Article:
Arena Battle Pass Philosophy – Destructoid

Get over time

Ah battle passes: the “natural evolution” of the loot box.

But that’s not so natural for a lot of studios, who saw the legislative writing on the wall for loot boxes and decided to give their playerbase another mad race to run. While several large companies are doing surprisingly well with the system, Magic: Arena still has a long way to go, even after a number of course corrections.

This great article on Reddit sums up a lot of what I have said since the start of the master’s pass [which I’ll refer to as the battle pass from here on out for simplicity]. For those of you who don’t follow Magic: Arena, I’ll give you a quick breakdown.

In summary, several months ago, Wizards of the Coast reworked the battle pass for the Ikoria set to provide less rewards, especially less gems (premium currency). The excuse at the time was that “this [was] intentional, because the defined duration is much shorter. But when players looked at the rewards for a much longer duration and next Zendikar Rising pass, they found that they were not modified proportionally. For reference, both battle passes cost the same amount of money.

Having done each pass myself each season, I saw many areas for improvement. Here are two big ones.

Unlock daily progress for the battle pass

Make no mistake, the original system sucked, but the current battle pass implementation just doesn’t cut it in terms of the progress you earn on a regular basis. Right now you can complete daily quests, get 15/15 wins per week or 10 wins per day to progress through the pass.

It’s a stark contrast to just about every other battle pass on the market, which allows players to progress as much as they want. Even though this is a small amount, Wizards should allow people to progress unlimitedly towards the pass. Most companies know this is a win-win solution, as players invest more in the game instead of making their 10 daily wins and stopping until the next round.

The current method seems to be tackling FOMO: asking players to invest in split chunks of time instead of allowing them to play at their own pace. Since Wizards often feature “catch-up” events with constant XP rewards towards the end of a pass period, there’s no reason they can’t flip a switch and allow players to earn XP at their own pace.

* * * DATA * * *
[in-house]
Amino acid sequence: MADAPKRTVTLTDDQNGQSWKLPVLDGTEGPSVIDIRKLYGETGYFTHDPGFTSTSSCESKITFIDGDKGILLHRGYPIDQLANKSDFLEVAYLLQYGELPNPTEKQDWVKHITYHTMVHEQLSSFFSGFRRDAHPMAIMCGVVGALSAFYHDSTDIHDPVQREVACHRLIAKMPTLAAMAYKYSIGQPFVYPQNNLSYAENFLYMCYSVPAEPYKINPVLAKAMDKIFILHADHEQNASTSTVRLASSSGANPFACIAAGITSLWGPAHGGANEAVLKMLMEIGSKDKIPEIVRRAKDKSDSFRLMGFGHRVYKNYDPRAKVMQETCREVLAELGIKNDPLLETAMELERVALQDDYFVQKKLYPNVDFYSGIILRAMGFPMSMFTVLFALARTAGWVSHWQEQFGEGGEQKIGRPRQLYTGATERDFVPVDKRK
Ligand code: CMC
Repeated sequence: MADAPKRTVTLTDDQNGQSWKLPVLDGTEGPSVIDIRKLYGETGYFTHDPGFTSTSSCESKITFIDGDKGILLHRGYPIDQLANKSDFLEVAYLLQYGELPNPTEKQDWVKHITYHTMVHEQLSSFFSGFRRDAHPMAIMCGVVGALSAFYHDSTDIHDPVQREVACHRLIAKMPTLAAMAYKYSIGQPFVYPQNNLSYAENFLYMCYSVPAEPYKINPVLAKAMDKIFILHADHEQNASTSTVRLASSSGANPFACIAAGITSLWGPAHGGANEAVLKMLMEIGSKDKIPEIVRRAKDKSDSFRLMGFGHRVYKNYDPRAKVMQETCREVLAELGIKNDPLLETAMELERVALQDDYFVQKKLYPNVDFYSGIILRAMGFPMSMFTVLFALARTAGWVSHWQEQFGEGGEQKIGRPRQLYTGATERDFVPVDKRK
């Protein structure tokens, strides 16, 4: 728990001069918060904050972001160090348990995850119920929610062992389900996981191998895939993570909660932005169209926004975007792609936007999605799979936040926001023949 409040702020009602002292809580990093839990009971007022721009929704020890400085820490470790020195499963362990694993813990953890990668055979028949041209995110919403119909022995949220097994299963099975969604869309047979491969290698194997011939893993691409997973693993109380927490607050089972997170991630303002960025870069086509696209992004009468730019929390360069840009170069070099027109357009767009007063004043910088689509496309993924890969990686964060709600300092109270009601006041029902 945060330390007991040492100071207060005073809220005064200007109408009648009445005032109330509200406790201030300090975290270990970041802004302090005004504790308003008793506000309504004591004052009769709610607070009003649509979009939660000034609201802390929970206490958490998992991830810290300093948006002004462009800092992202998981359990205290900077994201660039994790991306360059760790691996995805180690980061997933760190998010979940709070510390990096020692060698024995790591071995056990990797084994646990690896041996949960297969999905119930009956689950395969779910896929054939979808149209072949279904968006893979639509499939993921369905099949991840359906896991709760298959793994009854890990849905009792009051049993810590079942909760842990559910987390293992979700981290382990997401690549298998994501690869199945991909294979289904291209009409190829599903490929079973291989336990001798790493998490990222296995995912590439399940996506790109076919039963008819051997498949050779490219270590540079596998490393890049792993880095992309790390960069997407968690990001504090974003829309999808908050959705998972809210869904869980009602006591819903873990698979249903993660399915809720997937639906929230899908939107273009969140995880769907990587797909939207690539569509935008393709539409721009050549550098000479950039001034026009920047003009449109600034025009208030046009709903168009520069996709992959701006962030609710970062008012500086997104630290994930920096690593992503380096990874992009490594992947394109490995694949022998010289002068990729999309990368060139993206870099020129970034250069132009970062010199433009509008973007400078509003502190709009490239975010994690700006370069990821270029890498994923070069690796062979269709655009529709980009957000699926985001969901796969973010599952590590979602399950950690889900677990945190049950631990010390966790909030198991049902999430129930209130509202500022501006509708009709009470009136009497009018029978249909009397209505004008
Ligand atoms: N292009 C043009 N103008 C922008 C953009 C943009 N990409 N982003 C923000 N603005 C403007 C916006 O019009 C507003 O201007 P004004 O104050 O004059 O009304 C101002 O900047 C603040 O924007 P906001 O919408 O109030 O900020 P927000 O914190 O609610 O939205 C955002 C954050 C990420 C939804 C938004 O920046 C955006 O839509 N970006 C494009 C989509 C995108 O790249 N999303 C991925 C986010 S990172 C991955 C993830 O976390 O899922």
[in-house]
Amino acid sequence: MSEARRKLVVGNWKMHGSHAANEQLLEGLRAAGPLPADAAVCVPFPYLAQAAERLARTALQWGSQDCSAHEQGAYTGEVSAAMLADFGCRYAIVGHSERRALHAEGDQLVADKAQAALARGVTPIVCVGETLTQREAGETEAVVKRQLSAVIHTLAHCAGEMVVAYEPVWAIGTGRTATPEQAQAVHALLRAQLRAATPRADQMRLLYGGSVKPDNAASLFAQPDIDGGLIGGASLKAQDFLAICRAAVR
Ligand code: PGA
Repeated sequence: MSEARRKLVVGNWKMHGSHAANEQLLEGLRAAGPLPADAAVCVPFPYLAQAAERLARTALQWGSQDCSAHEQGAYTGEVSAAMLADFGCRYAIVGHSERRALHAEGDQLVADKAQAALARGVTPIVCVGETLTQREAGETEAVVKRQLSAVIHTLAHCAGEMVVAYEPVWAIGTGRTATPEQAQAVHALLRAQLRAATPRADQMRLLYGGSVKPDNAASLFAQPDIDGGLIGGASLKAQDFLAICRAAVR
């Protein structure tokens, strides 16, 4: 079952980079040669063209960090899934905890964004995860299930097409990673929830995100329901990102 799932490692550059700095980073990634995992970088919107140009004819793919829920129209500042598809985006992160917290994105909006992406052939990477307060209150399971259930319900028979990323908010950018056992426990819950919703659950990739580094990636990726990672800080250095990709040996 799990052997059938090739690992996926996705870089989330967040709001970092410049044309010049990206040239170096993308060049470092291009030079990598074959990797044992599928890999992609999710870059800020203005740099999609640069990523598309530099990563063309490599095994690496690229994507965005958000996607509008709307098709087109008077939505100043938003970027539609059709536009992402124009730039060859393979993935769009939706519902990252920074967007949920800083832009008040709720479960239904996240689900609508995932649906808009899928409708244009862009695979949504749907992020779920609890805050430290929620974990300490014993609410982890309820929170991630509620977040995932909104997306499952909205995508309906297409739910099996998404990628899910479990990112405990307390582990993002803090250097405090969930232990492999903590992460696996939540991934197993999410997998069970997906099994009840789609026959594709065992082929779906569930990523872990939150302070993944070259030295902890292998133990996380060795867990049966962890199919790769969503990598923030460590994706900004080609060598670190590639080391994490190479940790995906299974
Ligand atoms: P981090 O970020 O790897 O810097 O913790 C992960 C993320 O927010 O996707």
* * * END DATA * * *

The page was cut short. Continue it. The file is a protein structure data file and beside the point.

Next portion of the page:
Really allow players to recover the money they have invested

Forget for a moment all the marketing about the “value” you get from battle passes (read: the price of packs you earn and cosmetics).

The battle passes Arena costs gems: the premium currency of the game. Unless you play certain modes and earn gems by going “infinite” (by investing currencies in a tournament-style limited mode, getting a first place, then by reinvesting those gems to win again and repeat the cycle): you are probably putting real money on a battle pass. Here is the thing though. Unlike almost every other pass on the market (even the larger ones like Fornite and Apex Legends, or even the next one Marvel Avengers), you don’t get all the gems you put there after completion.

The pass costs 3,400 gems and you will collect 1,200 gems for Zendikar Rising (Ikoria was only 800 gems). It is far from being the break-even point. Not letting people progress at their own pace is a fairly isolated problem, but it is more opaque and confusing. Didn’t Wizards of the Coast take a look at how every other company was doing before pulling the trigger on their pass? The wait has been set, and it is not being met. Naturally, you get cosmetics, draft tokens, and packs to play in the current battle pass system. But it’s designed to trick casual gamers into spending money and not seeing a return on their real money investment. ArenaThe Battle Pass does not necessarily need to be tied to packs.

Even any of these suggestions would be an improvement, and time will tell if they decide whether the prospect is worth it or not. It’s a shame, like Arena has made a ton of progress since launch and is a fantastic game in almost every mechanical way: I still play consistently despite my frustrations with the pass. It could be better!

Chris Carter

Director of Reviews, Co-EIC – Chris has been a avid fan of Destructoid since 2008. He finally decided to take the next step, create an account and start blogging in January 2009. Now he’s on staff!


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